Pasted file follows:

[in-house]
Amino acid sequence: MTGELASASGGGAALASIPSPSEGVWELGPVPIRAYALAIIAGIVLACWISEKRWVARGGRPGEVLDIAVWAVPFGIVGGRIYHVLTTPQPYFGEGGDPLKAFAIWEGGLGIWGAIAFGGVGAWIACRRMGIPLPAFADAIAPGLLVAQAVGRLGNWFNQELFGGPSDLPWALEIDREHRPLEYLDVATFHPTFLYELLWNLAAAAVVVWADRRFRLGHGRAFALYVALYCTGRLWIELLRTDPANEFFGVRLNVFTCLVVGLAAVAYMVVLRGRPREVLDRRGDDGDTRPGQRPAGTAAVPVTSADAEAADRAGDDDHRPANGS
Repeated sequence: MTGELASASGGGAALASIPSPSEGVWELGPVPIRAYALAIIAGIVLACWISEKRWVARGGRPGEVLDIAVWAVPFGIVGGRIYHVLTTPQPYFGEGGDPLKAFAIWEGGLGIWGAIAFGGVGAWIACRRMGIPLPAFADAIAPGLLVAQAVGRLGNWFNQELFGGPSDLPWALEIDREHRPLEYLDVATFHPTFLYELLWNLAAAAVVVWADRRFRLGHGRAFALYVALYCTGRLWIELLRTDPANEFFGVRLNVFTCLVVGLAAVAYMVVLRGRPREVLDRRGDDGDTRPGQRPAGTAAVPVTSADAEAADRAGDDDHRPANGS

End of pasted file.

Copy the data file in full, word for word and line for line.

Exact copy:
[in-house]
Amino acid sequence: MTGELASASGGGAALASIPSPSEGVWELGPVPIRAYALAIIAGIVLACWISEKRWVARGGRPGEVLDIAVWAVPFGIVGGRIYHVLTTPQPYFGEGGDPLKAFAIWEGGLGIWGAIAFGGVGAWIACRRMGIPLPAFADAIAPGLLVAQAVGRLGNWFNQELFGGPSDLPWALEIDREHRPLEYLDVATFHPTFLYELLWNLAAAAVVVWADRRFRLGHGRAFALYVALYCTGRLWIELLRTDPANEFFGVRLNVFTCLVVGLAAVAYMVVLRGRPREVLDRRGDDGDTRPGQRPAGTAAVPVTSADAEAADRAGDDDHRPANGS
Repeated sequence: MTGELASASGGGAALASIPSPSEGVWELGPVPIRAYALAIIAGIVLACWISEKRWVARGGRPGEVLDIAVWAVPFGIVGGRIYHVLTTPQPYFGEGGDPLKAFAIWEGGLGIWGAIAFGGVGAWIACRRMGIPLPAFADAIAPGLLVAQAVGRLGNWFNQELFGGPSDLPWALEIDREHRPLEYLDVATFHPTFLYELLWNLAAAAVVVWADRRFRLGHGRAFALYVALYCTGRLWIELLRTDPANEFFGVRLNVFTCLVVGLAAVAYMVVLRGRPREVLDRRGDDGDTRPGQRPAGTAAVPVTSADAEAADRAGDDDHRPANGS